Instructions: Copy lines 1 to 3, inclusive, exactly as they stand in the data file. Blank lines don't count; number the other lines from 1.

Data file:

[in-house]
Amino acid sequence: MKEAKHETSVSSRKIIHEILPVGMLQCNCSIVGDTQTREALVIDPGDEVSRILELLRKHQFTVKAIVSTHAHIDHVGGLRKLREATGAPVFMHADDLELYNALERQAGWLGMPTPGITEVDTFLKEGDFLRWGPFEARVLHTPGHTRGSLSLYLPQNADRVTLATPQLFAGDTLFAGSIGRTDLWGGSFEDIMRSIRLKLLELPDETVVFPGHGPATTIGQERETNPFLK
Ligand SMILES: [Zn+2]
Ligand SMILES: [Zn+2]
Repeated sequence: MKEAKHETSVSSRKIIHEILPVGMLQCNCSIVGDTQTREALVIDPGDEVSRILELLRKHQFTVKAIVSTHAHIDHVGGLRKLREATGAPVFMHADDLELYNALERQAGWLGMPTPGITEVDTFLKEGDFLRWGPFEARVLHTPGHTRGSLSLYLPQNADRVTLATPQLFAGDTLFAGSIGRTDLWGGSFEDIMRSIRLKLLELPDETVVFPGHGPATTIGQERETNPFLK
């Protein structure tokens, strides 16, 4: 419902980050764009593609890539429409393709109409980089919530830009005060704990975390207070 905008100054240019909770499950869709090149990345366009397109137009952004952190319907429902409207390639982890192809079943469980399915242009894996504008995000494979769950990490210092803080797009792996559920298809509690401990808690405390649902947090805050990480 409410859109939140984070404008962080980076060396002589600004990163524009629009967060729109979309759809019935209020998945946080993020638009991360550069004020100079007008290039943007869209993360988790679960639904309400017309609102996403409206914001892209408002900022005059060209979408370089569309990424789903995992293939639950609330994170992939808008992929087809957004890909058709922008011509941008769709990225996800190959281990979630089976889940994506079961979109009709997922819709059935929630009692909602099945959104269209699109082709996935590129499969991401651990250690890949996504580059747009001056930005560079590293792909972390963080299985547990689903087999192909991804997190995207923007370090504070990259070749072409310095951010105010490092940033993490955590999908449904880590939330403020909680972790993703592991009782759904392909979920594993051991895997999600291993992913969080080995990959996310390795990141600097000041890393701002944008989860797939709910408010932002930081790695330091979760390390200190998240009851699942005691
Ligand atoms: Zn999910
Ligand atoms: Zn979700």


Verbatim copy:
[in-house]
Amino acid sequence: MKEAKHETSVSSRKIIHEILPVGMLQCNCSIVGDTQTREALVIDPGDEVSRILELLRKHQFTVKAIVSTHAHIDHVGGLRKLREATGAPVFMHADDLELYNALERQAGWLGMPTPGITEVDTFLKEGDFLRWGPFEARVLHTPGHTRGSLSLYLPQNADRVTLATPQLFAGDTLFAGSIGRTDLWGGSFEDIMRSIRLKLLELPDETVVFPGHGPATTIGQERETNPFLK
Ligand SMILES: [Zn+2]